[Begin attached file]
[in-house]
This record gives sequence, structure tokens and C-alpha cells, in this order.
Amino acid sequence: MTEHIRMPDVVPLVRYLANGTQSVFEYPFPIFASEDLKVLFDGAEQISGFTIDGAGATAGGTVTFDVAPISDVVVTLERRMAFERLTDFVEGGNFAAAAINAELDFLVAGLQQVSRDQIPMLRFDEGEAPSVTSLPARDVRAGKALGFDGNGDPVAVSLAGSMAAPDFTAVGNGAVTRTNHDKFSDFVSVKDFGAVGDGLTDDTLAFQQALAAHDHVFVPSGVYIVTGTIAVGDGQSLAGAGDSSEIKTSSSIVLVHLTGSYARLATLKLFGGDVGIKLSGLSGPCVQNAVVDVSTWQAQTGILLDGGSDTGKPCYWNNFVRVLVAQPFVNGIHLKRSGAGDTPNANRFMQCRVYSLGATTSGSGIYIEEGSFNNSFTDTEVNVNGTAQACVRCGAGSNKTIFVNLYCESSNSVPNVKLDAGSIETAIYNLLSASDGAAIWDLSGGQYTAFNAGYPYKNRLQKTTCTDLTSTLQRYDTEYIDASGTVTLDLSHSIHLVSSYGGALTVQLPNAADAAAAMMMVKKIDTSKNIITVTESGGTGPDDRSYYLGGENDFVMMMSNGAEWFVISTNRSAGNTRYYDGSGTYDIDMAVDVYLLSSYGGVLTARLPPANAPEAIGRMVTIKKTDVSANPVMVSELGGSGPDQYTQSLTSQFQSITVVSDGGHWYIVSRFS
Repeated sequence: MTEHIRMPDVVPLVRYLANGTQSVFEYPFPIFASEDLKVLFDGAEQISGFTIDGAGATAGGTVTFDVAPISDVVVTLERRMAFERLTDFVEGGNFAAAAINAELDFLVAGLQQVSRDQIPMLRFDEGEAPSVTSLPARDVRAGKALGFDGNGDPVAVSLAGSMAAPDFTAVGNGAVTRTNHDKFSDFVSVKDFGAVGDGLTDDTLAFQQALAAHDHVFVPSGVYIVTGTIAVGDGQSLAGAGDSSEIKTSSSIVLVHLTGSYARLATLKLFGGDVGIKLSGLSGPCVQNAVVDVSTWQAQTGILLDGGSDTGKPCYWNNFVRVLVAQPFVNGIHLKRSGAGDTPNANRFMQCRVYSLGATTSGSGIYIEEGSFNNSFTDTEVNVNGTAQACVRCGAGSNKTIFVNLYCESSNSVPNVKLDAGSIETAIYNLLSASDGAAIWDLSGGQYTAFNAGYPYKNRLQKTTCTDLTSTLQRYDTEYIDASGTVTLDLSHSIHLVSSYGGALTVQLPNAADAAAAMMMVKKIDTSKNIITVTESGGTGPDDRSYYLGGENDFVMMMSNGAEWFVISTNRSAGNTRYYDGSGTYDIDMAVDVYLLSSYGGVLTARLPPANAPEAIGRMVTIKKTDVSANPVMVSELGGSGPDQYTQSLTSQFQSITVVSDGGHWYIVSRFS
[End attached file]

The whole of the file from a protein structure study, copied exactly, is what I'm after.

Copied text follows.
[in-house]
This record gives sequence, structure tokens and C-alpha cells, in this order.
Amino acid sequence: MTEHIRMPDVVPLVRYLANGTQSVFEYPFPIFASEDLKVLFDGAEQISGFTIDGAGATAGGTVTFDVAPISDVVVTLERRMAFERLTDFVEGGNFAAAAINAELDFLVAGLQQVSRDQIPMLRFDEGEAPSVTSLPARDVRAGKALGFDGNGDPVAVSLAGSMAAPDFTAVGNGAVTRTNHDKFSDFVSVKDFGAVGDGLTDDTLAFQQALAAHDHVFVPSGVYIVTGTIAVGDGQSLAGAGDSSEIKTSSSIVLVHLTGSYARLATLKLFGGDVGIKLSGLSGPCVQNAVVDVSTWQAQTGILLDGGSDTGKPCYWNNFVRVLVAQPFVNGIHLKRSGAGDTPNANRFMQCRVYSLGATTSGSGIYIEEGSFNNSFTDTEVNVNGTAQACVRCGAGSNKTIFVNLYCESSNSVPNVKLDAGSIETAIYNLLSASDGAAIWDLSGGQYTAFNAGYPYKNRLQKTTCTDLTSTLQRYDTEYIDASGTVTLDLSHSIHLVSSYGGALTVQLPNAADAAAAMMMVKKIDTSKNIITVTESGGTGPDDRSYYLGGENDFVMMMSNGAEWFVISTNRSAGNTRYYDGSGTYDIDMAVDVYLLSSYGGVLTARLPPANAPEAIGRMVTIKKTDVSANPVMVSELGGSGPDQYTQSLTSQFQSITVVSDGGHWYIVSRFS
Repeated sequence: MTEHIRMPDVVPLVRYLANGTQSVFEYPFPIFASEDLKVLFDGAEQISGFTIDGAGATAGGTVTFDVAPISDVVVTLERRMAFERLTDFVEGGNFAAAAINAELDFLVAGLQQVSRDQIPMLRFDEGEAPSVTSLPARDVRAGKALGFDGNGDPVAVSLAGSMAAPDFTAVGNGAVTRTNHDKFSDFVSVKDFGAVGDGLTDDTLAFQQALAAHDHVFVPSGVYIVTGTIAVGDGQSLAGAGDSSEIKTSSSIVLVHLTGSYARLATLKLFGGDVGIKLSGLSGPCVQNAVVDVSTWQAQTGILLDGGSDTGKPCYWNNFVRVLVAQPFVNGIHLKRSGAGDTPNANRFMQCRVYSLGATTSGSGIYIEEGSFNNSFTDTEVNVNGTAQACVRCGAGSNKTIFVNLYCESSNSVPNVKLDAGSIETAIYNLLSASDGAAIWDLSGGQYTAFNAGYPYKNRLQKTTCTDLTSTLQRYDTEYIDASGTVTLDLSHSIHLVSSYGGALTVQLPNAADAAAAMMMVKKIDTSKNIITVTESGGTGPDDRSYYLGGENDFVMMMSNGAEWFVISTNRSAGNTRYYDGSGTYDIDMAVDVYLLSSYGGVLTARLPPANAPEAIGRMVTIKKTDVSANPVMVSELGGSGPDQYTQSLTSQFQSITVVSDGGHWYIVSRFS